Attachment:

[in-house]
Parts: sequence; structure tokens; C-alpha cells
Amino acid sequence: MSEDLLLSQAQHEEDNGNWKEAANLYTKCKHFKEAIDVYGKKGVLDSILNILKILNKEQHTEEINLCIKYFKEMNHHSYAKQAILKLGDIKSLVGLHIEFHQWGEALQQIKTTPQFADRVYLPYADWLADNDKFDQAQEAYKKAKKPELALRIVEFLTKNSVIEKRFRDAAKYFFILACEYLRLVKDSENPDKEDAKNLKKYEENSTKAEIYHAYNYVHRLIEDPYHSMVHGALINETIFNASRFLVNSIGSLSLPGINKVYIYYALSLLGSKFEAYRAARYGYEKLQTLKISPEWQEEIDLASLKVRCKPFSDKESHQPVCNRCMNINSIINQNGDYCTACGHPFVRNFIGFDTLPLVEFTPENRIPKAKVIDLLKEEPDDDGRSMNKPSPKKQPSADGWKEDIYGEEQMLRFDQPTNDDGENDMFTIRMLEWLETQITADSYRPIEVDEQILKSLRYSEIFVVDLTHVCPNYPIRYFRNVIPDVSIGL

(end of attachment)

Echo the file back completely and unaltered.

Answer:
[in-house]
Parts: sequence; structure tokens; C-alpha cells
Amino acid sequence: MSEDLLLSQAQHEEDNGNWKEAANLYTKCKHFKEAIDVYGKKGVLDSILNILKILNKEQHTEEINLCIKYFKEMNHHSYAKQAILKLGDIKSLVGLHIEFHQWGEALQQIKTTPQFADRVYLPYADWLADNDKFDQAQEAYKKAKKPELALRIVEFLTKNSVIEKRFRDAAKYFFILACEYLRLVKDSENPDKEDAKNLKKYEENSTKAEIYHAYNYVHRLIEDPYHSMVHGALINETIFNASRFLVNSIGSLSLPGINKVYIYYALSLLGSKFEAYRAARYGYEKLQTLKISPEWQEEIDLASLKVRCKPFSDKESHQPVCNRCMNINSIINQNGDYCTACGHPFVRNFIGFDTLPLVEFTPENRIPKAKVIDLLKEEPDDDGRSMNKPSPKKQPSADGWKEDIYGEEQMLRFDQPTNDDGENDMFTIRMLEWLETQITADSYRPIEVDEQILKSLRYSEIFVVDLTHVCPNYPIRYFRNVIPDVSIGL